As a country that is bounded by the Indian Ocean in the east and the Atlantic Ocean to the west, it is no surprise that eight whale species can be viewed in South African waters. Another interesting fact about our waters is that 2000 other fish species, 16% of the world’s total, swim around in these waters.

Economical Diversity

South Africa’s economy is supported by a diverse variety of businesses. From big conglomerates and international companies to small, family businesses and street vendors, South Africa’s workforce is indeed as diverse as the country.


General Facts


The South African Standard Time is two hours ahead of Greenwich Mean Time (GMT). There are no ‘zone’ or seasonal variations.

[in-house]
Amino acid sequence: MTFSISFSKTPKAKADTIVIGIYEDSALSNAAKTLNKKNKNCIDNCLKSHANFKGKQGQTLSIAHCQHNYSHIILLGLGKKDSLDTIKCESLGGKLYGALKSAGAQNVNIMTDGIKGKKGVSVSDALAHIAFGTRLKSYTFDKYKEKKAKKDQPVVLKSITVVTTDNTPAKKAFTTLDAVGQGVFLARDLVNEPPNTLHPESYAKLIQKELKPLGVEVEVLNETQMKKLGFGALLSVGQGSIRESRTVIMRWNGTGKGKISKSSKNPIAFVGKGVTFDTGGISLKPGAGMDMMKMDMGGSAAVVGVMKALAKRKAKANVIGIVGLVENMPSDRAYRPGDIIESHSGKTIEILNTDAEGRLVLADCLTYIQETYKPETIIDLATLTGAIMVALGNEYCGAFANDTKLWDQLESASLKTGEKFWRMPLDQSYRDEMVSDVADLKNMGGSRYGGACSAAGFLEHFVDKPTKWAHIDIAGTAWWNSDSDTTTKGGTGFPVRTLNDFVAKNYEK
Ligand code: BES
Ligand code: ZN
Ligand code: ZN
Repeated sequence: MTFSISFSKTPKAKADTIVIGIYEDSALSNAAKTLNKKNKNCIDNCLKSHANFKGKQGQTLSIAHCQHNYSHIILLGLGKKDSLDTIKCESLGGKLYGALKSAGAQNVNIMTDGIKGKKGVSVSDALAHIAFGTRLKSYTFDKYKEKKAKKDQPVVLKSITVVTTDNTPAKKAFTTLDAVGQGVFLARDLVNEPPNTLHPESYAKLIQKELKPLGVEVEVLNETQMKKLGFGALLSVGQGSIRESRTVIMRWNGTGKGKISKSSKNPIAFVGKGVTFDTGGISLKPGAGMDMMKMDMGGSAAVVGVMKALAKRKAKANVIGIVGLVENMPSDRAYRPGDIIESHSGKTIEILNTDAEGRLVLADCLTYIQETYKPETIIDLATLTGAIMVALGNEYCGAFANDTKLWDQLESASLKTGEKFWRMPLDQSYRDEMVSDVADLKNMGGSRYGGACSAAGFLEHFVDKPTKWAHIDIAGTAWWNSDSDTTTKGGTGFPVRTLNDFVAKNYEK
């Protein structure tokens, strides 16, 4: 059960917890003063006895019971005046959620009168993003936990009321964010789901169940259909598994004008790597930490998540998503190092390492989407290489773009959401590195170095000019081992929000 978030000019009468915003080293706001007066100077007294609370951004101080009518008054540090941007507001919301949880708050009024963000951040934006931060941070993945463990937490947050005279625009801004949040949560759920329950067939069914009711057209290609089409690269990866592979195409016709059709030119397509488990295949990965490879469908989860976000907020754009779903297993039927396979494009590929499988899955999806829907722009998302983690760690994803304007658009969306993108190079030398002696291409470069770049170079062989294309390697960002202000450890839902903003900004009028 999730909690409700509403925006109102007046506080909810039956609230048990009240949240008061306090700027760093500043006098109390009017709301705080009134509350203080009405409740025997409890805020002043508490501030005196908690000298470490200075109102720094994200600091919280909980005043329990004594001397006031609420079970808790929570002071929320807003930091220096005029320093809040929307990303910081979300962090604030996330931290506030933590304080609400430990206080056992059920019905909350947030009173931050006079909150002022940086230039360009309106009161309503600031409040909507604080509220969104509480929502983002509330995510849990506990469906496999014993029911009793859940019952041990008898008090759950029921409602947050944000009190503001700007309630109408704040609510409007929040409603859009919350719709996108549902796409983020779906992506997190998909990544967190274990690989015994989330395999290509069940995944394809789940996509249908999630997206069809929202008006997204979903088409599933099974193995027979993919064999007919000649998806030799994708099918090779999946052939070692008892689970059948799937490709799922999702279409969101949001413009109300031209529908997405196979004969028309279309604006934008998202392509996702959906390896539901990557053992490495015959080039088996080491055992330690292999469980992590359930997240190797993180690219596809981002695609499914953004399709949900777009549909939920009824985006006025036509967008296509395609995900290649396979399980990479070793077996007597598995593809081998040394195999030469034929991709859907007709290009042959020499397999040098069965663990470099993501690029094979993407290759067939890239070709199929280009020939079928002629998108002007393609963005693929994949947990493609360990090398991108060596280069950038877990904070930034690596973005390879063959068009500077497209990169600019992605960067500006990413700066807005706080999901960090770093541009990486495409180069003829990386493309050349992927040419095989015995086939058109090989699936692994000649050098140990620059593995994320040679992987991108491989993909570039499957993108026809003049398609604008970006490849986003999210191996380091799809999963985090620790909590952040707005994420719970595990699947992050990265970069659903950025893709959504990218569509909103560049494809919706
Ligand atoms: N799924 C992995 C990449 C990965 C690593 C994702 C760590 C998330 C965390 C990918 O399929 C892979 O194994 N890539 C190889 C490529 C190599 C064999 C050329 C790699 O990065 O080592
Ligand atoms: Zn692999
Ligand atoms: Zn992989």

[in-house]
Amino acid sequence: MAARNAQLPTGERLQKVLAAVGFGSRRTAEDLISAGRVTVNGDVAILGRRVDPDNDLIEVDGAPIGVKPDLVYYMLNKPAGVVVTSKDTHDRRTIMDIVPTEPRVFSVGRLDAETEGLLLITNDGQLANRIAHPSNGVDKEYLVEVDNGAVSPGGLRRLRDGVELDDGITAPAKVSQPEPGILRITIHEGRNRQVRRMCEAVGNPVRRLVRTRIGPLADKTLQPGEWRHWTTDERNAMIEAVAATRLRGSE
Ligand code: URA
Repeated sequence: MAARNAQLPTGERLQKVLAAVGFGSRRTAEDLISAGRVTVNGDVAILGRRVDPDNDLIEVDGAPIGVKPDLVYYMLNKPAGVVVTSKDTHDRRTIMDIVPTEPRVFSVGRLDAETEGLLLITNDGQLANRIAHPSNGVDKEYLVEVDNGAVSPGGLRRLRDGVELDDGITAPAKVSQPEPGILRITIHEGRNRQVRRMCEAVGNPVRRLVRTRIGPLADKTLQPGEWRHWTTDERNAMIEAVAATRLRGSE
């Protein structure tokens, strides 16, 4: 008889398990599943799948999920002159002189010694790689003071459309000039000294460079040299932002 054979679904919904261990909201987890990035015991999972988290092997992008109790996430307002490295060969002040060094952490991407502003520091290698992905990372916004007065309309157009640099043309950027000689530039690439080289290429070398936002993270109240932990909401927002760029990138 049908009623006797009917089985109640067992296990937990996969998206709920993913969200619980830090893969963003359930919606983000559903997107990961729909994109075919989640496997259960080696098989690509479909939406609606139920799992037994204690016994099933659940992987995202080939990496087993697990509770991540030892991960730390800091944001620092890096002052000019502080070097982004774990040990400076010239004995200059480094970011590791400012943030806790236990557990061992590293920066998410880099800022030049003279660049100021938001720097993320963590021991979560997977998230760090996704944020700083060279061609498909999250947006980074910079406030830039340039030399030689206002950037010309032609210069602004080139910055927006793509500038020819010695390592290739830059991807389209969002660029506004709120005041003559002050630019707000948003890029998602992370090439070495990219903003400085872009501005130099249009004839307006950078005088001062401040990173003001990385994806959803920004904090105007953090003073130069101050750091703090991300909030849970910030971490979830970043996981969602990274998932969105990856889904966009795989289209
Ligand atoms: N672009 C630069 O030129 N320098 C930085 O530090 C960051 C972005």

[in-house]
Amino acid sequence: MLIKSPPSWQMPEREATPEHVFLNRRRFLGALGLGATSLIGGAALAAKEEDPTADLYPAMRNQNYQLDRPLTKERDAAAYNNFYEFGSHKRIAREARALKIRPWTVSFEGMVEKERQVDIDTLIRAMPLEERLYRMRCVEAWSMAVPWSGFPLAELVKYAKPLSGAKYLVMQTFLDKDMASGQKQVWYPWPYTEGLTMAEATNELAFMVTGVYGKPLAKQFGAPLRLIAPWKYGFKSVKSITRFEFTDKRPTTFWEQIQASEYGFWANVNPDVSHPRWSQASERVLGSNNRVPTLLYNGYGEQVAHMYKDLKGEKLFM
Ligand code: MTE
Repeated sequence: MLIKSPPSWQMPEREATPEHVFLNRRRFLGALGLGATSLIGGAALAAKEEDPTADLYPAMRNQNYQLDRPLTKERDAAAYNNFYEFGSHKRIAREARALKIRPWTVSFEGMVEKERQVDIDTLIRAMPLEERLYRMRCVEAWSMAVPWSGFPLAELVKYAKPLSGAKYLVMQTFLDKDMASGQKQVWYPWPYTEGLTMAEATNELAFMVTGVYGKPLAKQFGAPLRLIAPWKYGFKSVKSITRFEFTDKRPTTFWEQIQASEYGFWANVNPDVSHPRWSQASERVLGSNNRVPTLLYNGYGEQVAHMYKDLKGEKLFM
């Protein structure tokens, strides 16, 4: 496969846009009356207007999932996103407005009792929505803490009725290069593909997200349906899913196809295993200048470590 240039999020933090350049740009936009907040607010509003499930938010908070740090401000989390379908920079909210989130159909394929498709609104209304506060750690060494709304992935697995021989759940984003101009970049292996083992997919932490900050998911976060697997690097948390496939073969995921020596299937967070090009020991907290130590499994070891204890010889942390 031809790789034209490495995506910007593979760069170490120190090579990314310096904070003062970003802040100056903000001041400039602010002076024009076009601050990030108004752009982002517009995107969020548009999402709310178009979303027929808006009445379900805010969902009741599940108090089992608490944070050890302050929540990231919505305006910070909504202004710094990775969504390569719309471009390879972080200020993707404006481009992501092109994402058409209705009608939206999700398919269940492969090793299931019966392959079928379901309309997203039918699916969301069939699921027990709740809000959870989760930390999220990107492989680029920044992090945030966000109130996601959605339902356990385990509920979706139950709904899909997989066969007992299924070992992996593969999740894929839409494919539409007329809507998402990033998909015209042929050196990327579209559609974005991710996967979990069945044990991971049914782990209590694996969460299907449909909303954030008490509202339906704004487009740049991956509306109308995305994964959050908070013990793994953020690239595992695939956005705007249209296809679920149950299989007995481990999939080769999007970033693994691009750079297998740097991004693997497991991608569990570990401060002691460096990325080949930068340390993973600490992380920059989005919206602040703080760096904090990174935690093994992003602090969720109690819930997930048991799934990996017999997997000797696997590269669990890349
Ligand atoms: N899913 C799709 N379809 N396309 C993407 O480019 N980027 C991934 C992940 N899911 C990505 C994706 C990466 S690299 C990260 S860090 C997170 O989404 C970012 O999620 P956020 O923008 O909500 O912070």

Electricity Voltage & Measurements

220 / 230 Volts AC at 50Hz. Appliances with a lesser voltage will require a transformer. Three-pin round plugs are in use. Adaptors can be purchased at airports and major shopping centres.

Most international student accommodation has pre-paid electricity meters. You will be able to buy electricity at various selling points. Please keep in mind that you will be responsible for ‘topping-up’ these meters and thus you need to keep an eye on the electricity meter at all times.

In South Africa we use the Metric System of measurement. (eg. metre and kilogram)

Tap Water